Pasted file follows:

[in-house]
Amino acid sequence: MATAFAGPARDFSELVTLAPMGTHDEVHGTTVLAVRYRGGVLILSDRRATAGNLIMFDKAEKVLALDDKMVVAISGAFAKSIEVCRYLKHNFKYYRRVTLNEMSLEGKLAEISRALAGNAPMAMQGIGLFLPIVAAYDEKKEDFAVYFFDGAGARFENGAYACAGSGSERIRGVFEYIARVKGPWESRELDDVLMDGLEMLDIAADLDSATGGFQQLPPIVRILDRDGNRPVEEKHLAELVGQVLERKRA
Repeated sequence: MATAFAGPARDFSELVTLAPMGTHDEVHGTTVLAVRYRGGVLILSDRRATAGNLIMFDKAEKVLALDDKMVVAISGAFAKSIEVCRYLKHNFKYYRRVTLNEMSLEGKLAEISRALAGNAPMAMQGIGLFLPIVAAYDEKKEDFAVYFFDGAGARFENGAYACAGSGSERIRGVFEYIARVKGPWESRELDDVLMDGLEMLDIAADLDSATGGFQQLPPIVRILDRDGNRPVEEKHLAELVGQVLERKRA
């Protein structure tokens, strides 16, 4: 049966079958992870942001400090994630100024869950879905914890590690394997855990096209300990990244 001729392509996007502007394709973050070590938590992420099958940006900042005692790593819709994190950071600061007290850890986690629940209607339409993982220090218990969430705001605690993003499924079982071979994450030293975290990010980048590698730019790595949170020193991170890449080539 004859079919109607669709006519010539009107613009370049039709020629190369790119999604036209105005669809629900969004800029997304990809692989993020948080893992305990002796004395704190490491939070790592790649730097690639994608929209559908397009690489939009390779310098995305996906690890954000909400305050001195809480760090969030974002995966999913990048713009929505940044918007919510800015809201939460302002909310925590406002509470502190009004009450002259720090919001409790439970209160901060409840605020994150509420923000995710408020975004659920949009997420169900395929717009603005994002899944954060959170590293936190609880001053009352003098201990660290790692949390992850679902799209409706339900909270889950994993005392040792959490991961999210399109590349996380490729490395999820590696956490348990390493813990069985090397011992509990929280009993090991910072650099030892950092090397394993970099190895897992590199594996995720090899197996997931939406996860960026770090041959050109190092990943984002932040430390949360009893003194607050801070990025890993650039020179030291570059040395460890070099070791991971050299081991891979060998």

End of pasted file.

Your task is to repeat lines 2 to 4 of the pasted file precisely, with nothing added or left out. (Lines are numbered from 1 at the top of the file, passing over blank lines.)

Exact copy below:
Amino acid sequence: MATAFAGPARDFSELVTLAPMGTHDEVHGTTVLAVRYRGGVLILSDRRATAGNLIMFDKAEKVLALDDKMVVAISGAFAKSIEVCRYLKHNFKYYRRVTLNEMSLEGKLAEISRALAGNAPMAMQGIGLFLPIVAAYDEKKEDFAVYFFDGAGARFENGAYACAGSGSERIRGVFEYIARVKGPWESRELDDVLMDGLEMLDIAADLDSATGGFQQLPPIVRILDRDGNRPVEEKHLAELVGQVLERKRA
Repeated sequence: MATAFAGPARDFSELVTLAPMGTHDEVHGTTVLAVRYRGGVLILSDRRATAGNLIMFDKAEKVLALDDKMVVAISGAFAKSIEVCRYLKHNFKYYRRVTLNEMSLEGKLAEISRALAGNAPMAMQGIGLFLPIVAAYDEKKEDFAVYFFDGAGARFENGAYACAGSGSERIRGVFEYIARVKGPWESRELDDVLMDGLEMLDIAADLDSATGGFQQLPPIVRILDRDGNRPVEEKHLAELVGQVLERKRA
């Protein structure tokens, strides 16, 4: 049966079958992870942001400090994630100024869950879905914890590690394997855990096209300990990244 001729392509996007502007394709973050070590938590992420099958940006900042005692790593819709994190950071600061007290850890986690629940209607339409993982220090218990969430705001605690993003499924079982071979994450030293975290990010980048590698730019790595949170020193991170890449080539 004859079919109607669709006519010539009107613009370049039709020629190369790119999604036209105005669809629900969004800029997304990809692989993020948080893992305990002796004395704190490491939070790592790649730097690639994608929209559908397009690489939009390779310098995305996906690890954000909400305050001195809480760090969030974002995966999913990048713009929505940044918007919510800015809201939460302002909310925590406002509470502190009004009450002259720090919001409790439970209160901060409840605020994150509420923000995710408020975004659920949009997420169900395929717009603005994002899944954060959170590293936190609880001053009352003098201990660290790692949390992850679902799209409706339900909270889950994993005392040792959490991961999210399109590349996380490729490395999820590696956490348990390493813990069985090397011992509990929280009993090991910072650099030892950092090397394993970099190895897992590199594996995720090899197996997931939406996860960026770090041959050109190092990943984002932040430390949360009893003194607050801070990025890993650039020179030291570059040395460890070099070791991971050299081991891979060998």